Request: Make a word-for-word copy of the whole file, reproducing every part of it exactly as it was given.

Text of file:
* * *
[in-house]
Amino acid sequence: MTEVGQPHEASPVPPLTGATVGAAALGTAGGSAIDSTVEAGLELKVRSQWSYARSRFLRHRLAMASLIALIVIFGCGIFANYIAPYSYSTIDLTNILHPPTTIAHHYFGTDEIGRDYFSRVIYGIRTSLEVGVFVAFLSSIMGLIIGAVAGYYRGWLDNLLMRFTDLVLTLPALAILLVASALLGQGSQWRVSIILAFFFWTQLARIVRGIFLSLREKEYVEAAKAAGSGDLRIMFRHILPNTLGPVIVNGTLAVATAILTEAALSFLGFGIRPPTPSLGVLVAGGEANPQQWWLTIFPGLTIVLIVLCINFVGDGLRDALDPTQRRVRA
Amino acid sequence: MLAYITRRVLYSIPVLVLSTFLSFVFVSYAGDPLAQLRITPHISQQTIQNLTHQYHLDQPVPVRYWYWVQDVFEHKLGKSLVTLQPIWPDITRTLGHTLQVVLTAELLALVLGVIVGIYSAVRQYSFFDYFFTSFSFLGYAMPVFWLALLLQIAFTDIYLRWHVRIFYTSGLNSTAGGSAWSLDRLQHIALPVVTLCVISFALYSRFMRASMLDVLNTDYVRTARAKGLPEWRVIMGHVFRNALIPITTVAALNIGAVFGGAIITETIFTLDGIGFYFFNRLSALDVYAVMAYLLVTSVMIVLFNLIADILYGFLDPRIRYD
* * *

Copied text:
[in-house]
Amino acid sequence: MTEVGQPHEASPVPPLTGATVGAAALGTAGGSAIDSTVEAGLELKVRSQWSYARSRFLRHRLAMASLIALIVIFGCGIFANYIAPYSYSTIDLTNILHPPTTIAHHYFGTDEIGRDYFSRVIYGIRTSLEVGVFVAFLSSIMGLIIGAVAGYYRGWLDNLLMRFTDLVLTLPALAILLVASALLGQGSQWRVSIILAFFFWTQLARIVRGIFLSLREKEYVEAAKAAGSGDLRIMFRHILPNTLGPVIVNGTLAVATAILTEAALSFLGFGIRPPTPSLGVLVAGGEANPQQWWLTIFPGLTIVLIVLCINFVGDGLRDALDPTQRRVRA
Amino acid sequence: MLAYITRRVLYSIPVLVLSTFLSFVFVSYAGDPLAQLRITPHISQQTIQNLTHQYHLDQPVPVRYWYWVQDVFEHKLGKSLVTLQPIWPDITRTLGHTLQVVLTAELLALVLGVIVGIYSAVRQYSFFDYFFTSFSFLGYAMPVFWLALLLQIAFTDIYLRWHVRIFYTSGLNSTAGGSAWSLDRLQHIALPVVTLCVISFALYSRFMRASMLDVLNTDYVRTARAKGLPEWRVIMGHVFRNALIPITTVAALNIGAVFGGAIITETIFTLDGIGFYFFNRLSALDVYAVMAYLLVTSVMIVLFNLIADILYGFLDPRIRYD